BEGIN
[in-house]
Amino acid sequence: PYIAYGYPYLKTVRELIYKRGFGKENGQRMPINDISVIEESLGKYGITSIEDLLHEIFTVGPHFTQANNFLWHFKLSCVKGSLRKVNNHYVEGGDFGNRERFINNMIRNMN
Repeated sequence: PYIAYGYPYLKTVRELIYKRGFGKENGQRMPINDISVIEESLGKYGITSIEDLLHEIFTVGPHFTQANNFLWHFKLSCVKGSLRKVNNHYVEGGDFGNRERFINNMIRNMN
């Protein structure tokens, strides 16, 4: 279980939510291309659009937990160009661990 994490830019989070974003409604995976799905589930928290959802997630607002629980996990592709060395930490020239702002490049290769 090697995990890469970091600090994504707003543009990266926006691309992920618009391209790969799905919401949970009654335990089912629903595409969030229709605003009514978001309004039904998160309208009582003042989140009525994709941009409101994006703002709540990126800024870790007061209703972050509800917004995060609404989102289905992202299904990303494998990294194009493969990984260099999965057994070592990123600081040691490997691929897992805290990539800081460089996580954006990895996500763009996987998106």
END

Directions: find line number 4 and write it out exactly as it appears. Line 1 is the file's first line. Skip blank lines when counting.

């Protein structure tokens, strides 16, 4: 279980939510291309659009937990160009661990 994490830019989070974003409604995976799905589930928290959802997630607002629980996990592709060395930490020239702002490049290769 090697995990890469970091600090994504707003543009990266926006691309992920618009391209790969799905919401949970009654335990089912629903595409969030229709605003009514978001309004039904998160309208009582003042989140009525994709941009409101994006703002709540990126800024870790007061209703972050509800917004995060609404989102289905992202299904990303494998990294194009493969990984260099999965057994070592990123600081040691490997691929897992805290990539800081460089996580954006990895996500763009996987998106």